Exploring the Vogue for Biopics and Masculine Heroes
Starting out with obvious figures such as James Bond, Josie Rourke uses this program to explore the current vogue for biopics. She comes up with some predictable answers; in a culture of celebrity, viewers are interested in exploring the private lives of the rich and famous. Biopics help to meet that need, even though they consciously combine fact and fiction. Screenwriter Aaron Sorkin goes so far as to say that perhaps the subject's "real" life is only incidental to the creation of a good biopic, reminding us, perhaps, of classics such as NIGHT AND DAY (1946), the film about Cole Porter which gave the famously homosexual subject a wife and children.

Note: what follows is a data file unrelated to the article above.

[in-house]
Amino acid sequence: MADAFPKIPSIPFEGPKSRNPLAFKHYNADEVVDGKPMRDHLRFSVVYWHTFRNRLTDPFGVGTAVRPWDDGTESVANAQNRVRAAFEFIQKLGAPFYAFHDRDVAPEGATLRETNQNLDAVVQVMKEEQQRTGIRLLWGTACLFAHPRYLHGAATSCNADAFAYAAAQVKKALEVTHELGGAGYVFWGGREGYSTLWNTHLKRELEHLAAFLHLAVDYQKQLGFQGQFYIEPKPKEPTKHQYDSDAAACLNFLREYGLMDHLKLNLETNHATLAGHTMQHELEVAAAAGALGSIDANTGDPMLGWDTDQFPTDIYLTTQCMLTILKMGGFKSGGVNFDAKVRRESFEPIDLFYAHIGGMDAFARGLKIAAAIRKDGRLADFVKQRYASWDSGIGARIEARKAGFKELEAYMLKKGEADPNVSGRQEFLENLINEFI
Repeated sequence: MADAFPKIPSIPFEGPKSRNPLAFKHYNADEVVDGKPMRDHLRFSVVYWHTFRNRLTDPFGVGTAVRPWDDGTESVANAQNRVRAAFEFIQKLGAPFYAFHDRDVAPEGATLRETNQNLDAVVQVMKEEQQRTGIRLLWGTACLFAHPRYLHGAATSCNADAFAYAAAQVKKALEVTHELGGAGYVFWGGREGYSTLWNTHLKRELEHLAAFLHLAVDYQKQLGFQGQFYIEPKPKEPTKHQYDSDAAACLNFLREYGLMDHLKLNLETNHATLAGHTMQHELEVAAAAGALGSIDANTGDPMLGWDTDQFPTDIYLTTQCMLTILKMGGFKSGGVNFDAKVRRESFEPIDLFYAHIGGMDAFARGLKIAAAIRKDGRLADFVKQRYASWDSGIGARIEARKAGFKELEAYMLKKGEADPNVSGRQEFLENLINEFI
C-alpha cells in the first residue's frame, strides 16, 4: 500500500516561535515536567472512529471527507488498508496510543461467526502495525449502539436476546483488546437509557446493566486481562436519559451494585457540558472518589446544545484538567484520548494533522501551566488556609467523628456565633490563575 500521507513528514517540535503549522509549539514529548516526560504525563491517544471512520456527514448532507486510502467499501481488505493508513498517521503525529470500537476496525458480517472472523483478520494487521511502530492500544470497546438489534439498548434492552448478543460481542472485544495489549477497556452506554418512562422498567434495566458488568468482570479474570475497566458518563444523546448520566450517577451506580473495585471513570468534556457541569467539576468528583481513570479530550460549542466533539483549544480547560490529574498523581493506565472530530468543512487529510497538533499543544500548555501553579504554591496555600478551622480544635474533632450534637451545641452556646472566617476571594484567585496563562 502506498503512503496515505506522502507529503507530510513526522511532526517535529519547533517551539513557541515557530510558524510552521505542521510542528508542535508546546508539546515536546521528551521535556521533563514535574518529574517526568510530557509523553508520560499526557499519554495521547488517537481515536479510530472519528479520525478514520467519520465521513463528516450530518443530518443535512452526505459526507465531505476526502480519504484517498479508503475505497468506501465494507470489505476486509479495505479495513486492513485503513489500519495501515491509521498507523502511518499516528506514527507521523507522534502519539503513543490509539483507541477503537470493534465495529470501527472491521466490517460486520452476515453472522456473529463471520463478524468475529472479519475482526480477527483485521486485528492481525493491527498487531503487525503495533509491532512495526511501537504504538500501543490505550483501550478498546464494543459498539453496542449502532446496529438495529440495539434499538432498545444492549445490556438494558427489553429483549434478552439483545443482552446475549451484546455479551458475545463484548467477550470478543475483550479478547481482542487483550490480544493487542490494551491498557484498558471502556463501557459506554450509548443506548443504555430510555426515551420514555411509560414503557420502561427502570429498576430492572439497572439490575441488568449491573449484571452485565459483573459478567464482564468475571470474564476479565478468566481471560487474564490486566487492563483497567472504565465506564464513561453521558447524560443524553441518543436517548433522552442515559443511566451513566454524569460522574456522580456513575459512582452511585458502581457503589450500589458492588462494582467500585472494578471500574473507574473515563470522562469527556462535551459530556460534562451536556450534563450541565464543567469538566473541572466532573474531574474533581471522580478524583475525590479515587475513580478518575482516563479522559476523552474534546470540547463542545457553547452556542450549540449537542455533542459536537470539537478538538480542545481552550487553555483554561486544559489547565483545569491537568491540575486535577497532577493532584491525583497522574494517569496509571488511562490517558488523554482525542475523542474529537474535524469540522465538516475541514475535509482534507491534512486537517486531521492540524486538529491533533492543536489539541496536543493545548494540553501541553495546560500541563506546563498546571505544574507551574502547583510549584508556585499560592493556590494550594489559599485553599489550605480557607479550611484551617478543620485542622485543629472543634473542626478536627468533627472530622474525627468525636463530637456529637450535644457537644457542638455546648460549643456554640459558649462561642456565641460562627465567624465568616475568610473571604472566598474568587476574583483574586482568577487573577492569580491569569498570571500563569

Rourke is on much more suggestive ground when she shifts her focus somewhat to the vogue for masculine heroes. Here she explores questions of gender construction, no more so than in Phyllida Lloyd's all- female productions of Shakespeare's history plays, which have already played successfully in London's West End and are about to transfer to Broadway. Through interviews with the case, including Dame Harriet Walter, we learn how the experience of playing heroes from history helps the cast understand something about themselves and their relationship to men, as well as the complexities of male sexuality.
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